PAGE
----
Years in Education: 11-15
High School English and Theory of Knowledge Teacher
Q: What do you have in common with your students?
A: When it comes to the external or the obvious identity markers, not a tremendous amount because I teach in a diverse school that is 60% students of color from a variety of cultures, which means that most students do not match my identity--white, US born, heterosexual, middle-class, cis-gender male. However, we share a common curiosity and wonder about the world we live in, and I have learned way more from them than I could ever teach. The strongest bond is that we are learners, and furthermore, we are both teachers.
I have worked at my current school for twelve years. When I started about 70% of students were white and 30% non-white. The staff in the building was 95% white. Today, we are a rich tapestry of ethnicities, nationalities, genders, and many more identities that makes going to work a delight. It has made me a better teacher to learn from such a rich multitude of lived experience. Although the student body has changed rapidly, the staff in the building is still 95% white.
I grew up in a suburb of Dallas, TX and went to a very homogenous school where over 95% of the teachers shared many of my identity markers. I saw many examples of teachers that look like me. My students do not see that, and I believe it is the responsibility of me and my colleagues to provide a curriculum that brings in many voices not just the ones we are familiar with. Additionally, we have a community of successful alumni in the area that have amazing stories that need to be shared.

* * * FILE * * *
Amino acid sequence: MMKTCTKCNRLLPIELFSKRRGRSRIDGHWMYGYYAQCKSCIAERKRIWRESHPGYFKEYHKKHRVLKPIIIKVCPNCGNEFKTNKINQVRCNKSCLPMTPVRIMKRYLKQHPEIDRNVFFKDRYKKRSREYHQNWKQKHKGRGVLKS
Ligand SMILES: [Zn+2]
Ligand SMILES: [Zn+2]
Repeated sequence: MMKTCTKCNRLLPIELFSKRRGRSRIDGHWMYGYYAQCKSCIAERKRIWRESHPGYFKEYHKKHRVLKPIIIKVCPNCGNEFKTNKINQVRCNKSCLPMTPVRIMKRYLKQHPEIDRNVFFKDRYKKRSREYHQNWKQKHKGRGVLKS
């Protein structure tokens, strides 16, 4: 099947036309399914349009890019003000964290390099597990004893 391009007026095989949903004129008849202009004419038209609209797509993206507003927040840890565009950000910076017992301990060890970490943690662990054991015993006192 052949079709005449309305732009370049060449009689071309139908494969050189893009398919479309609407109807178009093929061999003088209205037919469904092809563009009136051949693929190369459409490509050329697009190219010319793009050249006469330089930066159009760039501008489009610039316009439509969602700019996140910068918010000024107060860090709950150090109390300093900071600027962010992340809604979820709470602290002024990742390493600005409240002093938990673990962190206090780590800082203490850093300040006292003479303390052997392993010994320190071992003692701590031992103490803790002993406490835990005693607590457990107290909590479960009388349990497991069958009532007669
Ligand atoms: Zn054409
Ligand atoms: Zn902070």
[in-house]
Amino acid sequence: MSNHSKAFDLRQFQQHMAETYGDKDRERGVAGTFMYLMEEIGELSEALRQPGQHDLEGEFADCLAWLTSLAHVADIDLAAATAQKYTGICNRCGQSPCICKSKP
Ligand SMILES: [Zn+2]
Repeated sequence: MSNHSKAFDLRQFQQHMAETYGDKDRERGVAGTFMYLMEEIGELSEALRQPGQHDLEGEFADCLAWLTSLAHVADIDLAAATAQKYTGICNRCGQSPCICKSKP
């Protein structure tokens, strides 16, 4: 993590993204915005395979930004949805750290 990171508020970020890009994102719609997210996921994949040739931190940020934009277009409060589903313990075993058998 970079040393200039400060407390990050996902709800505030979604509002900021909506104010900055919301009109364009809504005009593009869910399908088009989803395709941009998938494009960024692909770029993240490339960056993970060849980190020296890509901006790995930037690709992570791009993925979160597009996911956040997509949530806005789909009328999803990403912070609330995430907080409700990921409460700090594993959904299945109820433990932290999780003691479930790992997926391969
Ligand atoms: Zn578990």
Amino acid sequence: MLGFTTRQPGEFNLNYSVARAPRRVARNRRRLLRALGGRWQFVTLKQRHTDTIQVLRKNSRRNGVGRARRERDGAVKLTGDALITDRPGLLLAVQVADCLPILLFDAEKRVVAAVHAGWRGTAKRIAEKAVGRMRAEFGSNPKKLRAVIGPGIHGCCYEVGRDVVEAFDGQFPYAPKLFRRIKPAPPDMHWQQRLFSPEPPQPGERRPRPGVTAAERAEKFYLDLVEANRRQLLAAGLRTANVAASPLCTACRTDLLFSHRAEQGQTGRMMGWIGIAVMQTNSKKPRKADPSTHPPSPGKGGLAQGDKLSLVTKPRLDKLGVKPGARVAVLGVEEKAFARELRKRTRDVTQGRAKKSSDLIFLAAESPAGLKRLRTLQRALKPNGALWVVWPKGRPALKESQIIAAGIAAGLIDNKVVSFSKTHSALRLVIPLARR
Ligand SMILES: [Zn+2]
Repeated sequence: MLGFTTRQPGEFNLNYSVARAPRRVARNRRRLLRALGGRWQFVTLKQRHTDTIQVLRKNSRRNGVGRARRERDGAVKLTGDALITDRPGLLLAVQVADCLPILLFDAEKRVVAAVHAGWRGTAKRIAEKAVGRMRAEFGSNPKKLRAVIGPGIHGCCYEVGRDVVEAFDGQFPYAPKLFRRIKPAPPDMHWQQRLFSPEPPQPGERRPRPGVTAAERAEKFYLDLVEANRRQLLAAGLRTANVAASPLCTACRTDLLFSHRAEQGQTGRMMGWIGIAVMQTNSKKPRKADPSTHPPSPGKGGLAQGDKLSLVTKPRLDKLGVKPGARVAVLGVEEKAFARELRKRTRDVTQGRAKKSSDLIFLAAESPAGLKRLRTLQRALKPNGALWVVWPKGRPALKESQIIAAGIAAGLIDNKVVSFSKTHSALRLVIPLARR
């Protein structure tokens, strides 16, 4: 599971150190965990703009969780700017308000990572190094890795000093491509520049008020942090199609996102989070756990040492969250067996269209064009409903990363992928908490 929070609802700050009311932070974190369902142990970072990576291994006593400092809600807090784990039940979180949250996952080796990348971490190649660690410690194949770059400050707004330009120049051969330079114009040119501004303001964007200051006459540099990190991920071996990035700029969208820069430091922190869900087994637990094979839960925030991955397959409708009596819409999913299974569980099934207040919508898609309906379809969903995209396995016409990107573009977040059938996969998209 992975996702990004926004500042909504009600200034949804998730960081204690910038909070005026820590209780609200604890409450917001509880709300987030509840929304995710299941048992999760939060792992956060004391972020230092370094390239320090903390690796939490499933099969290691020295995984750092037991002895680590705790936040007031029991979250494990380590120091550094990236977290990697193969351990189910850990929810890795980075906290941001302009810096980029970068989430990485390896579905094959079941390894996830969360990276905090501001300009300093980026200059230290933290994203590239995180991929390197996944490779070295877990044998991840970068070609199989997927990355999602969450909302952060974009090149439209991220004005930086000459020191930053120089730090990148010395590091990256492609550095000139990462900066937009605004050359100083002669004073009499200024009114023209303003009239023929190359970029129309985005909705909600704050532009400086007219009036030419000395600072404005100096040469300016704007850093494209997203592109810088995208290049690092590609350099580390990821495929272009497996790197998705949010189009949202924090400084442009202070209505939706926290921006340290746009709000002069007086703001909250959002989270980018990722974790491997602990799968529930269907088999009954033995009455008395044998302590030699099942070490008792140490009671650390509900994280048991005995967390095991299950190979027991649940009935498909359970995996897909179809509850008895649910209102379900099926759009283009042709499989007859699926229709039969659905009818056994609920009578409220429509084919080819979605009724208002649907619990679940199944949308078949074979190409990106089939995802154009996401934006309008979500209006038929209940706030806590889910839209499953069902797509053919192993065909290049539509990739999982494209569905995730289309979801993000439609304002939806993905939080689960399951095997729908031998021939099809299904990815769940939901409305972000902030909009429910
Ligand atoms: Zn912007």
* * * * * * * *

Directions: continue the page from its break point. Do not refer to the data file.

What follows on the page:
As a TED-Ed Innovative Educator, I have partnered up with a former student to create a venue to support that, and we are calling it The Barbershop of Ideas. Akeem is a talented artist who opened his own barbershop two years ago, and it is the place to be in our community. The purpose of the venue will be showcase examples of success from our community by bringing together alumni, community members, and current students.
Q: Does it matter that students and teachers have things in common?
A: Yes: There needs to be trust for learning to occur and, and trust develops through an authentic relationship. It is difficult for students and adults to start building that relationship when they do not have as much in common. A great teacher does everything he or she can do to find the way to make the connection to have something in common.
No: As long as both have empathy for the other person's lived experience because that can be the most powerful thing we have in common. I see that as my main responsibility as a teacher- developing and cultivating empathy by modeling what that looks like and living it through my actions. And when I fail, which I inevitably do, I admit that I made a mistake and use that as a way to continue to build that relationship.
Tim is a TED-Ed Innovative Educator. For his Innovation Project he is creating a Barbershop of Ideas where students are having authentic conversations about their ideas and values in a safe space. Follow Tim on Twitter @timleistikow.
Photo (c) 2017 Kristin Leong
Humanizing the gaps separating teachers and students.